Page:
Author: Niranjan Navalgund
Illustrator: Omkar Math
Price: Rs 150
Reviewed by Eisha Sarkar
A book about conversations between books is here! Chess professional Niranjan Navalgund's The Lively Library & An Unlikely Romance makes books 'human' giving them personas, expressions, feelings and depth. From tomes that spout wisdom to two book-souls who fall in love, to a protector who tries hard to de-code threat messages, this secret Book-World is a bibliophile's fantasy. The story shifts between the human and book worlds, where humans keep looking for books in the library and the books discuss their readers. The humans don't know that the books can talk. The books guard their secrets. Then one day, a book goes missing. What happens next is a series of events where humans and book-souls search for the lost book.
While the plot seems simple, the author has worked a lot on the characters, bringing life to the books on a dusty library shelf. In order to create a separate universe for the books, Navalgund has cleverly created new words such as 'bera' (a fusion of book and era) and 'bogya' (a fusion of book and yagya meaning a ritual of sacrifice) that are part of the books' lexicon. The author has done well to use a bit of Kannada to create words and names. What makes The Lively Library & An Unlikely Romance really interesting are the beautiful conversations between the books about their readers. For example:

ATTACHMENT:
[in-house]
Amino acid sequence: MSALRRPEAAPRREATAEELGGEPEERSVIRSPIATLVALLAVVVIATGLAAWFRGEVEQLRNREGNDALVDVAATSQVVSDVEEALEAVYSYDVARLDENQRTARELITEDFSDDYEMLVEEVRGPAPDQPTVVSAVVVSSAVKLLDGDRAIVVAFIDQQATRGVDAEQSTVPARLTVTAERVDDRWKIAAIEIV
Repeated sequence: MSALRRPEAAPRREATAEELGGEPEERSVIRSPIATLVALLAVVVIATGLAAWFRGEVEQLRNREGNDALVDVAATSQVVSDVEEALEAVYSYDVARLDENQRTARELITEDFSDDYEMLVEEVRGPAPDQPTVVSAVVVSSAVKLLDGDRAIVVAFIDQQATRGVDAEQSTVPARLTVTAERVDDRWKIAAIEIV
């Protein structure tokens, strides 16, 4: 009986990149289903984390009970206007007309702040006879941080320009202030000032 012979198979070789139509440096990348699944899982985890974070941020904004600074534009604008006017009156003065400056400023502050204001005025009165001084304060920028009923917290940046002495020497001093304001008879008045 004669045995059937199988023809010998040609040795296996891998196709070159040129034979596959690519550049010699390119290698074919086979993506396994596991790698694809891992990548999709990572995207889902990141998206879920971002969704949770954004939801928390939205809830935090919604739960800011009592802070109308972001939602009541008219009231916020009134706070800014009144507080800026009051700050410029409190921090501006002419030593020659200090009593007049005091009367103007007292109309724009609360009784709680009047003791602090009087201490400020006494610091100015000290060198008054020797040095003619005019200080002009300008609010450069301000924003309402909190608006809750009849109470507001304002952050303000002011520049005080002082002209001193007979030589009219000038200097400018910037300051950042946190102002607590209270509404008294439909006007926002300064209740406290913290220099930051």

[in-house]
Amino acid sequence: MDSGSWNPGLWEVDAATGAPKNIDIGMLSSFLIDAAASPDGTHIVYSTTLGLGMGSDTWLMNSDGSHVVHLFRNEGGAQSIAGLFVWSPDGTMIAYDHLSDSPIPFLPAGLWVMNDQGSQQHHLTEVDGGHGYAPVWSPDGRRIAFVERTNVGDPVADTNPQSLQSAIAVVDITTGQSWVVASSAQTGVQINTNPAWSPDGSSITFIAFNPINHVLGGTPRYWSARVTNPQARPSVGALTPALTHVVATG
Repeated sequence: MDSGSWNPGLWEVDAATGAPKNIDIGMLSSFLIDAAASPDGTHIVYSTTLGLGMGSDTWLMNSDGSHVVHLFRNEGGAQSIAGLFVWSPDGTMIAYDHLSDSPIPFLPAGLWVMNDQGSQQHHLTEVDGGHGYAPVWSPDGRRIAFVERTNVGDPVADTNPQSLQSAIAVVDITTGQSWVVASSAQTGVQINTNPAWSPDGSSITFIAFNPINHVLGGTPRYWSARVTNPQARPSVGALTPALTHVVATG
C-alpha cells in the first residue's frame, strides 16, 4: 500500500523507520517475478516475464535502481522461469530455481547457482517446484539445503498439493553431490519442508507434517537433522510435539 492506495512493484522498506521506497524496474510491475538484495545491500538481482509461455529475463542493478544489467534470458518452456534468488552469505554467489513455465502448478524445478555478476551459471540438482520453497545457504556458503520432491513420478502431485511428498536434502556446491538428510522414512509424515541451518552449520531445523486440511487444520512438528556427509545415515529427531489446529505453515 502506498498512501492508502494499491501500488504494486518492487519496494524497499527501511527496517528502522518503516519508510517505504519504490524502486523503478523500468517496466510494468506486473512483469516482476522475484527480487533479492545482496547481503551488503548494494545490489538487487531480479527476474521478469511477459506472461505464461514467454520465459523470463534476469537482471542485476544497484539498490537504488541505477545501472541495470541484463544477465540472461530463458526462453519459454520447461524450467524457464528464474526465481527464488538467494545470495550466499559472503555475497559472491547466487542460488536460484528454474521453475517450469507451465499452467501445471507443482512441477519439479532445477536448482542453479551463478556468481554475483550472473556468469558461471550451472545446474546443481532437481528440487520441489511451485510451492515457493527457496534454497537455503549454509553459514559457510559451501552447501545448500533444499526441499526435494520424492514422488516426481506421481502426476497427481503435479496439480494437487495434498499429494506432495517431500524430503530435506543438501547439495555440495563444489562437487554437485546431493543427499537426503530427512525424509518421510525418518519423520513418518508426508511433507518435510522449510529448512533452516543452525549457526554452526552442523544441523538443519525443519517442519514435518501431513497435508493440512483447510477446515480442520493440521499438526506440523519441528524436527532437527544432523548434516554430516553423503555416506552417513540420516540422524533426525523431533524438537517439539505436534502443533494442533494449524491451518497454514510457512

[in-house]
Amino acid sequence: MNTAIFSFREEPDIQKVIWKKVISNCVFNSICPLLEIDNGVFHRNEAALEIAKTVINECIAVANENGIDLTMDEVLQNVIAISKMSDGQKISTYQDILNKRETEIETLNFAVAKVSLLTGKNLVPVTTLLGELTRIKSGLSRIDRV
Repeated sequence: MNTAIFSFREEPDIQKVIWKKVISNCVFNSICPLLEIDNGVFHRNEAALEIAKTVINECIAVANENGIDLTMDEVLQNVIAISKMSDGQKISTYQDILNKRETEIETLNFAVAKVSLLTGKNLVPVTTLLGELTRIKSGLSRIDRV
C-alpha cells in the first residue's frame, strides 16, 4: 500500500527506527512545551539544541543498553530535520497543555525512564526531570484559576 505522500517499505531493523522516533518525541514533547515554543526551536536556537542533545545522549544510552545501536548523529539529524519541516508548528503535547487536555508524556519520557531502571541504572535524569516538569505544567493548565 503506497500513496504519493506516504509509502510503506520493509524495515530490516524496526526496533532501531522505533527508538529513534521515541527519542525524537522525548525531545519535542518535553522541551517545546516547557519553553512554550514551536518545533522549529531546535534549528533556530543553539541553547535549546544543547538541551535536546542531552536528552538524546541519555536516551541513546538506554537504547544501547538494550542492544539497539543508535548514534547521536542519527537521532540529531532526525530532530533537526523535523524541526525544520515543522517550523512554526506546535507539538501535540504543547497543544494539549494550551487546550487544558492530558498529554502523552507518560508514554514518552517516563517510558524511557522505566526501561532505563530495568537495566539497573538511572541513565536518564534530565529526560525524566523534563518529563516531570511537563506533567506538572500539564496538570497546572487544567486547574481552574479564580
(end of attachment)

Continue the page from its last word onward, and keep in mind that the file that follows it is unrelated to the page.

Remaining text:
“I once met a girl who never put me down. She kept reading me. It was a thrilling experience to lie on her lap all the time. She kissed me and said that the words in me had a soothing effect on her. She embellished me with doodles. What about you?”
“Aha, I never really liked tattoos and doodles. They are like scars that don't go away easily.”
If you love your books, you would wish they talked like this!
While The Lively Library & An Unlikely Romance is a book-lover's delight, it is heavy on referencing and might distract a casual reader. It's only 96 pages and you may finish the book at one go but it'll force you to slower your pace and re-read parts of it, to understand how a code is cracked or to look up a reference to a book or a word. Also, the book starts with human characters but ends with only the book-characters. To some readers, it may not give a sense of closure. Whether it does or not, you'll have to read the book to find out.
Thoughtful and incisive, The Lively Library & An Unlikely Romance is Niranjan Navalgund's tribute to books and libraries. It's a labour of love, written with great care and a lot of research. Take your time to read this one.